As Detective Kermit Griffin watched Peter Caine walk away into the shadows of the rooftop, he wished there was more that he could do for him. Caine was a good, honest cop, unjustly framed by someone unknown. Personally, and professionally, Griffin had known Caine for too many ears to think the man would wait for someone else to find the killer of his ex-girlfriend. Peter had a strong sense of loyalty that had saved Griffin’s life in the past; now Griffin had a chance to pay him back by distracting for ten minutes the U.S. Marshal Jim Garrison who was leading Caine’s manhunt.
Griffin knew Garrison so much better than Caine suspected. Their first run-in had been long before Griffin joined the 101st Precinct. Jim Garrison, the man hunter, was the man who Griffin had frustrated by running away to the big city and the protection of Captain Paul Blaisdell.
“So, your guns, Mr. Griffin, they are satisfactory?” The loadmaster, Pablo Enrico asked around the wad of smokeless tobacco in his cheek. Close by was a bucket with stains around it from where he missed when spitting. He wore a new tee shirt proclaiming “Nacogdoches Heritage Festival 1989” tucked into worn corduroy pants, and battered leather boots. In his mid-fifties, he looked younger, and only the gray in his hair betrayed his years.
The building was dimly lit by the hot sunshine coming in through upper windows. Dock workers and loaders drove past the mostly-closed door, shouting orders as they loaded the containers into the huge ships moored at the Port of Brownsville, Texas. It was a gateway for moving cargo from Mexico and the United States.
The slender, dark-haired man, wearing black jeans, matching tee shirt and a leather jacket placed the submachine gun back into the straw inside the box. His eyes hidden behind a pair of reflective wraparound shades, Griffin nodded. “They look fine. As the manufacturer promised, one hundred and fifty submachine guns with enough ammunition to take out a presidential guard.”
“Only if you wish El Presidente to be in small pieces when you are done,” Enrico replied knowingly.
“They won’t be used against my president,” Griffin replied callously, holding out his hand for the clipboard that Enrico held against his chest. “And this is a legal shipment, no less. I gave you the paperwork from the Feds. Where do I sign?”
“Here, here and here.” Enrico pointed to the forms.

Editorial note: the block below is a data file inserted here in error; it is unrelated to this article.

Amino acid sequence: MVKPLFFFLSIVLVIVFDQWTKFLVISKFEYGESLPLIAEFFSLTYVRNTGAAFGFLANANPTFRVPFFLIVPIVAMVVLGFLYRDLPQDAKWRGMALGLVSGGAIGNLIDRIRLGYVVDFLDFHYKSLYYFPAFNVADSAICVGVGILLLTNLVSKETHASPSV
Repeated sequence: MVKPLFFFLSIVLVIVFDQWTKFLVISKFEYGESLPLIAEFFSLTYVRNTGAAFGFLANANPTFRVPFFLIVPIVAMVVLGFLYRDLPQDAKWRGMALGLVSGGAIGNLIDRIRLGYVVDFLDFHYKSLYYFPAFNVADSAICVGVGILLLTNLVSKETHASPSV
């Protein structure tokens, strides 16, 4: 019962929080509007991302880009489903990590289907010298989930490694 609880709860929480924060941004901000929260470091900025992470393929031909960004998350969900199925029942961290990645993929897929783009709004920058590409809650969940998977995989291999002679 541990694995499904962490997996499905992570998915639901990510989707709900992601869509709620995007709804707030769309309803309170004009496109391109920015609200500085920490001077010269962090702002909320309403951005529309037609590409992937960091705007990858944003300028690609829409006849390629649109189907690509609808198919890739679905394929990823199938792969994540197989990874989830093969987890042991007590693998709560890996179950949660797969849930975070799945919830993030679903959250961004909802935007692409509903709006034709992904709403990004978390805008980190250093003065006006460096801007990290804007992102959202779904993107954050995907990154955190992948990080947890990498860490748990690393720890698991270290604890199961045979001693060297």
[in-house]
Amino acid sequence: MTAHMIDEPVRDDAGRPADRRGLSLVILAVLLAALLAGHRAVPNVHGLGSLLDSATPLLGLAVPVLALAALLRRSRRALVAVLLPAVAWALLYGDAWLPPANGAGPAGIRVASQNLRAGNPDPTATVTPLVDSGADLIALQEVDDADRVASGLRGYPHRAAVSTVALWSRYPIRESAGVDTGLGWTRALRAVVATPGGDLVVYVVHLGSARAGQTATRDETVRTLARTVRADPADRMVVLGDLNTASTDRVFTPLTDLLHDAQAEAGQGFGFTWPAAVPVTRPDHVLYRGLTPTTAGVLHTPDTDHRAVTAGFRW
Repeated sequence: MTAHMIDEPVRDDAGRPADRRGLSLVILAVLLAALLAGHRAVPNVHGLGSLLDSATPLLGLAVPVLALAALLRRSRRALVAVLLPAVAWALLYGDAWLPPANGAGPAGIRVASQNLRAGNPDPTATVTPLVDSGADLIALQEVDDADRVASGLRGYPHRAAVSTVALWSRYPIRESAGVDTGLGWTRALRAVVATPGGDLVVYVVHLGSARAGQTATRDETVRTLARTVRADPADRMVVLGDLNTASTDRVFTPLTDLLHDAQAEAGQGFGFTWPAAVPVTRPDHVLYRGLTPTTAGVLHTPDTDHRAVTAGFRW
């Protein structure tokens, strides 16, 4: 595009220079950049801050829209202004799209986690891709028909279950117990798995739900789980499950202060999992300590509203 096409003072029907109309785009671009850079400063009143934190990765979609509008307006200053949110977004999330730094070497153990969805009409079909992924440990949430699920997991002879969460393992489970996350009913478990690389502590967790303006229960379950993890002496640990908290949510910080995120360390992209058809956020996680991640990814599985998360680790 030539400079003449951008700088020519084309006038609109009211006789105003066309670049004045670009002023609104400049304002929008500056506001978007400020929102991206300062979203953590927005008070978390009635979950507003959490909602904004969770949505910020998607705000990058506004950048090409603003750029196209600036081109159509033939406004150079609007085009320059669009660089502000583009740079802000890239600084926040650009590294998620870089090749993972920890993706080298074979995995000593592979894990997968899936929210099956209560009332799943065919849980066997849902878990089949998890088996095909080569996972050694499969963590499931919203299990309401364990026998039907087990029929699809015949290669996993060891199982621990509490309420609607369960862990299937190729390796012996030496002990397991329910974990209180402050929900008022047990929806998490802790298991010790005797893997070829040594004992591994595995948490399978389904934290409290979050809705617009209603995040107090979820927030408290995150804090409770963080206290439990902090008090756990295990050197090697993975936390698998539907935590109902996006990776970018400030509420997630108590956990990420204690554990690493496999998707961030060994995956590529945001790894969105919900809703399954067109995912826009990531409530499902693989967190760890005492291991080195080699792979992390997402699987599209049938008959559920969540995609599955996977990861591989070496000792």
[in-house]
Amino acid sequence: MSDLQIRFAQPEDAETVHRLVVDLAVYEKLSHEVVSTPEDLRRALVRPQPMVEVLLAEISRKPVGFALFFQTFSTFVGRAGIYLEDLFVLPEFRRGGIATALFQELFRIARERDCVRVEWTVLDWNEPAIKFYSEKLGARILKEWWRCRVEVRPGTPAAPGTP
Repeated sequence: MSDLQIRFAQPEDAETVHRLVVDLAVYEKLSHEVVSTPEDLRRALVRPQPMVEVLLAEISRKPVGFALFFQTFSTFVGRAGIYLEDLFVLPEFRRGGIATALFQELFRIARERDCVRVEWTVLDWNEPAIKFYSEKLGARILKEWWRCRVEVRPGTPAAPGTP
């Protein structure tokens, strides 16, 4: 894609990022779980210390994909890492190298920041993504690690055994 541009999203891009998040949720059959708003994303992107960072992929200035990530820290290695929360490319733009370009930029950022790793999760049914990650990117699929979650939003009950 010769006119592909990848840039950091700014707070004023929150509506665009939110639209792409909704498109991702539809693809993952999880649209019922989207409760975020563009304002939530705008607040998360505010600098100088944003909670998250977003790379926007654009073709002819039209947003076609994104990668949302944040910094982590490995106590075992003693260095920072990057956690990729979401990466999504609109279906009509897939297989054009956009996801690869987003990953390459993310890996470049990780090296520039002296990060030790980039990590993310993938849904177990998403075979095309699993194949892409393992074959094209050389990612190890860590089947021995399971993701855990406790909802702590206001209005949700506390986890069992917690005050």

“These are all the permits?” Griffin asked, flipping through several sheets of paper, “Usually there are more pages—“
“The U.S. government has cut out the paperwork, Mr. Griffin,” Enrico beamed. “It is part of the, what do you call it, the Paperwork Reduction Act!”
“About the best thing that’s happened this year.”
“Yes, but not as good as it used to be,” Enrico said in a familiar tone. “Remember when we sent those boxes to Salvador – “
Griffin held up his hand in protest, looking over his shoulder at a young man standing against the wall. “Let’s not talk about the past with company here, Enrico! Everything we did in the last couple of years has to be forgotten, compadre.”
“Forgotten? Is what you do now so different, working now for yourself? The governments in Nicaragua, El Salvador, they still need guns. We could make a lot of money – “
Griffin shook his head, stopping him. “Those days are long gone. Forget them. Our government has changed its policies—“
“There are still mercenaries in Latin America who will buy anything you sell,” Enrico said hopefully. He squirted a mouthful of tobacco juice towards the door. It missed. “They know who you are, Mr. Griffin. Your reputation is bigger than… bigger than the Presidente!”
“I know. That worries me,” Griffin replied looking around the warehouse. “It’s gotten too high.”
“How many years you been doing it, Mr. Griffin? Being a mercenary?” Enrico asked, watching him shrewdly.
“Since the Jurassic era,” Griffin replied with a tone of finality in his voice. “By the way, who is that boy?”
“I must introduce you!” Enrico beckoned. “Juan! Come over here.”
The lithe swarthy young man with dark eyes was already heading for them, his face alight with curiosity.